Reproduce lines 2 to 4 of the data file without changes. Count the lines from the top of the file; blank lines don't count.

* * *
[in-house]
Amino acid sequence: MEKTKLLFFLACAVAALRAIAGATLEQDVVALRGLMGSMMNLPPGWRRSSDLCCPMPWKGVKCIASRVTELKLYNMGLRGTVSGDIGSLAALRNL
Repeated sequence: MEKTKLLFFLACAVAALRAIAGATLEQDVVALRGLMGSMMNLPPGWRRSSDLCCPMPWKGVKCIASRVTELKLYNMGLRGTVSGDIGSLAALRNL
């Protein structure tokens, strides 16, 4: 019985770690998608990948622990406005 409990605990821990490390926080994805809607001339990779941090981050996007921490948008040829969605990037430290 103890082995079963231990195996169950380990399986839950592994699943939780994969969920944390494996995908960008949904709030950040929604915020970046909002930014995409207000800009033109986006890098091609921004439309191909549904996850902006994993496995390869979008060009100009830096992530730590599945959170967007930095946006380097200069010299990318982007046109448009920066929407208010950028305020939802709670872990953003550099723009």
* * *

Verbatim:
Amino acid sequence: MEKTKLLFFLACAVAALRAIAGATLEQDVVALRGLMGSMMNLPPGWRRSSDLCCPMPWKGVKCIASRVTELKLYNMGLRGTVSGDIGSLAALRNL
Repeated sequence: MEKTKLLFFLACAVAALRAIAGATLEQDVVALRGLMGSMMNLPPGWRRSSDLCCPMPWKGVKCIASRVTELKLYNMGLRGTVSGDIGSLAALRNL
């Protein structure tokens, strides 16, 4: 019985770690998608990948622990406005 409990605990821990490390926080994805809607001339990779941090981050996007921490948008040829969605990037430290 103890082995079963231990195996169950380990399986839950592994699943939780994969969920944390494996995908960008949904709030950040929604915020970046909002930014995409207000800009033109986006890098091609921004439309191909549904996850902006994993496995390869979008060009100009830096992530730590599945959170967007930095946006380097200069010299990318982007046109448009920066929407208010950028305020939802709670872990953003550099723009």